Chenin Blanc and seafood: ‘Our stunning coastline offers an abundance of seafood. Pairing it with a vibrant Chenin Blanc is simply delightful,’ says Erica. Ken Forrester and DeMorgenzon produce some Chenin Blancs that pair beautifully with a braaied fish or spicy peri-peri prawns.

    Cape Blend with game meats: Warwick Estate and Meerlust craft some Cape blends that wonderfully enhance the rich flavours of venison or ostrich.

    Sauvignon Blanc and summer salads: ‘On warm days, nothing beats a chilled glass of Sauvignon Blanc alongside summer salads. These wines are refreshing and zesty, making them an ideal match for a breezy meal,’ says Erica. Try a Sauvignon Blanc from Spioenkop in Elgin.

    ‘These pairings aren’t just about the taste. They’re also about celebrating our wonderful wine heritage.’

    Exploring combinations on your own

    If you want to experiment with your combinations, there are a few things to keep in mind:

    Start with what you love

    There’s no point in pairing something simply because it’s considered a classic if iit won’t bring you pleasure. Have a fondness for a Shiraz or Chardonnay? Begin there.

    Job Jovo, a sommelier and consultant at 9th Avenue Waterside in Durban, says: ‘I love Burgundy wines… If it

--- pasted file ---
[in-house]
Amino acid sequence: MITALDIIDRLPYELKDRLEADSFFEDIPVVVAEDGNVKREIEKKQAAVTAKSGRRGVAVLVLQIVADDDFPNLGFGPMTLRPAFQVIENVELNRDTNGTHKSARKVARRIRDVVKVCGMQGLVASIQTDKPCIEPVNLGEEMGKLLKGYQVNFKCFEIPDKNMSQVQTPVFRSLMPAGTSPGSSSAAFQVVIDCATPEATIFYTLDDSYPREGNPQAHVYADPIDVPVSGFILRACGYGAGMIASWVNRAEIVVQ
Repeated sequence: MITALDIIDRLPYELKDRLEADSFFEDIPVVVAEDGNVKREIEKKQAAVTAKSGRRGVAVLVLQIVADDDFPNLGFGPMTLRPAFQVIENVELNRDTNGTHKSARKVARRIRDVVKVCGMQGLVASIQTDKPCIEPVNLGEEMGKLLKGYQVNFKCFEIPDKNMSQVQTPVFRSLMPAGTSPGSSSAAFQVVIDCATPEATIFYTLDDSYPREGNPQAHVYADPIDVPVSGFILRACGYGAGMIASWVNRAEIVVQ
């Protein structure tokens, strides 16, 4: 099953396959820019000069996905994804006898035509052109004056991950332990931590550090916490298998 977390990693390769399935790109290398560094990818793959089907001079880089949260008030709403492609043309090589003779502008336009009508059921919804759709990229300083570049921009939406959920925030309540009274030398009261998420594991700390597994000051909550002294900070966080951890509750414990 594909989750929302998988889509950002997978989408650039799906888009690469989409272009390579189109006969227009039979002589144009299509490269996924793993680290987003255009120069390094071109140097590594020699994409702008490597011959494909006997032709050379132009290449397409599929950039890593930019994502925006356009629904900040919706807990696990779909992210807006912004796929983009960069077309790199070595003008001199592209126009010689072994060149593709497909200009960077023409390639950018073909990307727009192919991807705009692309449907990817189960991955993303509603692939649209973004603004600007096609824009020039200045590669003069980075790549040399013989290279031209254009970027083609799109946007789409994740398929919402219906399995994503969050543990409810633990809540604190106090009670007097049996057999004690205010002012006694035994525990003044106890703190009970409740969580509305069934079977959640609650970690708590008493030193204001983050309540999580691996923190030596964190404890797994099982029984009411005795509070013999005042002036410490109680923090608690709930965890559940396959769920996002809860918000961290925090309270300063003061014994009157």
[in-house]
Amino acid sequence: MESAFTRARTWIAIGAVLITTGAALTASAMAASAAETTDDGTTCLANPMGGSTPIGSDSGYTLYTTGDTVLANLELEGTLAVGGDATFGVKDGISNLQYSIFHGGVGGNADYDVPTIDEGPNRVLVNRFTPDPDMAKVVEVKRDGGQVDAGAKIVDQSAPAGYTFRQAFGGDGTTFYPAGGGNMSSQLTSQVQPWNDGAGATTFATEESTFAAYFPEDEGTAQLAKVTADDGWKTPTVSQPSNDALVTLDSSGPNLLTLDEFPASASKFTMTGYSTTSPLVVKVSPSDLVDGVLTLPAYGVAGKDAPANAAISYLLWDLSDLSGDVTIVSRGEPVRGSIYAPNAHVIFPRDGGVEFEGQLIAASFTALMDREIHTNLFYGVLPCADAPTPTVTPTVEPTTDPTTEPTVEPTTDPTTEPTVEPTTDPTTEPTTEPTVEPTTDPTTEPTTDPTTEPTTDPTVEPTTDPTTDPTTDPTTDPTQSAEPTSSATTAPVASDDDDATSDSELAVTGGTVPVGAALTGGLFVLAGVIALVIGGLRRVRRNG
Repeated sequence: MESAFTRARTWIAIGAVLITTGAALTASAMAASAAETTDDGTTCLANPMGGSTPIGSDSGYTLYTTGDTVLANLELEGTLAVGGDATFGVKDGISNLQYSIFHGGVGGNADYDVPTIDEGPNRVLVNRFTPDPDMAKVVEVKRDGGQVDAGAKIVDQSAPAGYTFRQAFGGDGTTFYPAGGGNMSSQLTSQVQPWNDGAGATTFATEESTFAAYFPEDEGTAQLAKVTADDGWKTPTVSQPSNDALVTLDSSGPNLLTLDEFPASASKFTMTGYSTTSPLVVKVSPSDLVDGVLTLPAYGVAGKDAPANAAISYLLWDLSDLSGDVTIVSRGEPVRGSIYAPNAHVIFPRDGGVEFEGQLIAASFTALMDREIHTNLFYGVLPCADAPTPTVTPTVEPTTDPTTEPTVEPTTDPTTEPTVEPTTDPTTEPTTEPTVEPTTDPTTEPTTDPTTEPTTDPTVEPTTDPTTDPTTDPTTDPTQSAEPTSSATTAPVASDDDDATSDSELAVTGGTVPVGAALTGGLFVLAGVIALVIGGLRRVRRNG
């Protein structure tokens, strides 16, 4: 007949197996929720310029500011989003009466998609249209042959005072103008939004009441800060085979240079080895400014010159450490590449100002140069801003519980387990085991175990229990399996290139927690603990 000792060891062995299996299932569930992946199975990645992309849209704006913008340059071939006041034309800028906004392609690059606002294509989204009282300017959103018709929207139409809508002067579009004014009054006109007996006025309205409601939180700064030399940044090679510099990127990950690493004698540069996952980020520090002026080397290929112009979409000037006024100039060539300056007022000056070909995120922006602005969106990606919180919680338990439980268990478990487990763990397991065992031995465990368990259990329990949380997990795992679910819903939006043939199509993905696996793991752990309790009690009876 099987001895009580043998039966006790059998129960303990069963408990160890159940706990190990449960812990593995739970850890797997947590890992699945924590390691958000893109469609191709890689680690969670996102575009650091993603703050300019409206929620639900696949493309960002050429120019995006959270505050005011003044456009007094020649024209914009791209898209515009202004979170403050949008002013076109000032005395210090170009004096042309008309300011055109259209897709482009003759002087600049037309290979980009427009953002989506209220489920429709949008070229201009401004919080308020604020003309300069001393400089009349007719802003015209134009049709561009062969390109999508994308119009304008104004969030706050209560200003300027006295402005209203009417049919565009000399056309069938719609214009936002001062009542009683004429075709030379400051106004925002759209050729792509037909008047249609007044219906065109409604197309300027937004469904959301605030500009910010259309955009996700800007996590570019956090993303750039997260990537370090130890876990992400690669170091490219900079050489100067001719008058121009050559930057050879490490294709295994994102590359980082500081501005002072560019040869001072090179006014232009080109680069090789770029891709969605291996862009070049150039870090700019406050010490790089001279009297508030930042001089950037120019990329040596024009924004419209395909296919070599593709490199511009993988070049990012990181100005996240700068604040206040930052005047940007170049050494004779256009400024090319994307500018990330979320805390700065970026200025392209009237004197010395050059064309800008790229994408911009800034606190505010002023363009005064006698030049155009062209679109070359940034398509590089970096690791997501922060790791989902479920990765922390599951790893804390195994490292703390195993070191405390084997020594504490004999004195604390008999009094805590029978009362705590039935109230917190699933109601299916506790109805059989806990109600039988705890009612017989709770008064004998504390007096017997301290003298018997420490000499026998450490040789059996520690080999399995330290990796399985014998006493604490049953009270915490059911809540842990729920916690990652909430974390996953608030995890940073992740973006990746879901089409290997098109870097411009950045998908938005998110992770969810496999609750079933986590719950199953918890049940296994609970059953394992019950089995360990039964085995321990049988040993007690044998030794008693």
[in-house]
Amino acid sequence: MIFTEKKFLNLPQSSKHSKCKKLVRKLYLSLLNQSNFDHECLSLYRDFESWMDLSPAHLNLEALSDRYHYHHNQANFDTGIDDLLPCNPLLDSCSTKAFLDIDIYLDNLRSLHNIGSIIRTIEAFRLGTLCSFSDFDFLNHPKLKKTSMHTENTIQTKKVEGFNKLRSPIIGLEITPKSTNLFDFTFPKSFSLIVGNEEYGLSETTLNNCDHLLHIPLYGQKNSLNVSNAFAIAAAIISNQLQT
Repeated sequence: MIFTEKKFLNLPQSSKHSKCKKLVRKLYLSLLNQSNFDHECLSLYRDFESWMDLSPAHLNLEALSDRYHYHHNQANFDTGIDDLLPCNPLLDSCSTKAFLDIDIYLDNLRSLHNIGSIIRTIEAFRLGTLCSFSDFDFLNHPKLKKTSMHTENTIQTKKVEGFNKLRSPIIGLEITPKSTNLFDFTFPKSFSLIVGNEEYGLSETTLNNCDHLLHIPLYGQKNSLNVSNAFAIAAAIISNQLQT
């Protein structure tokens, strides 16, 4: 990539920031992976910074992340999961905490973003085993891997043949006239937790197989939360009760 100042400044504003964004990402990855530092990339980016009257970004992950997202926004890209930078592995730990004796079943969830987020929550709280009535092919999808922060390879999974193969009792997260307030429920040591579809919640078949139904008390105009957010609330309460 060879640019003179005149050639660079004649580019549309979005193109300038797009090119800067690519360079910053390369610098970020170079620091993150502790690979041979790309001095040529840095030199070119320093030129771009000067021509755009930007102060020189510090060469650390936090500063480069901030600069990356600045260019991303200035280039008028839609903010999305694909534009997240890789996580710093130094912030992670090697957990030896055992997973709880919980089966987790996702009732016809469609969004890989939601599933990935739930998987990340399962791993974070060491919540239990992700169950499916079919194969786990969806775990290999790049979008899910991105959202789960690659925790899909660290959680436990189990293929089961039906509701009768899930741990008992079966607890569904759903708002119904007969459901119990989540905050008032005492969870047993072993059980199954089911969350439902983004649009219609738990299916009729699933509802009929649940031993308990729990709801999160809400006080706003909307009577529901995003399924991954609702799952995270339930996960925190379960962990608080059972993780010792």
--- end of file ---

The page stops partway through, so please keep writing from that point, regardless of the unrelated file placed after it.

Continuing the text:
was up to me, I would only make a wine list with three wines: Chardonnay, Chardonnay and Chardonnay for dessert, too.’

    Consider flavours and textures

    Take into account the flavours of your meal. Is it robust and hearty or light and delicate? Match the wine to the intensity of your food. A bold dish like a stew goes well with a red wine while a refreshing white might be better suited for a light salad.

    Balance is crucial

    Seek out harmony between the wine and food. If your dish carries acidity (such as a vinaigrette- based salad) opt for a wine that has acidity. Rich and creamy dishes pair nicely with wines that have acidity to cut through their richness.

    Ultimately, with each sip of wine, study its body and acidity. It will taste different with food than it does alone.

    A handy checklist

    Sip, taste, sip, taste, says Sommelier George Sakulias at The Grill Room in Durban.

    • Pair acidic dishes with an acidic wine because the acid in the food lowers the perception of acid in the wine – it helps to balance them out.
    •  Pair a savoury dish with a lower acid wine or an acidic wine that is balanced with residual sweetness.
    • Pair the weight (light, heavy) of the food with the body (light, heavy) of the wine.
    • Low alcohol wines pair better with spicy foods – a high alcohol wine makes it even spicier.
    • Wines with residual sugar or floral/spicy aromas pair well with spicy foods.
    • Pair a sweet dish with a wine that is slightly less sweet.
    • Rich, tannic red wines typically go well with red and fatty meats.
    • A sweet wine can counterbalance saltiness and bitter tastes.
    • And remember, oak in wine clashes with acidic food but enhances roasted or grilled foods.

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    Written by Lorraine Kearney for Woman&Home.

    Feature image: Unsplash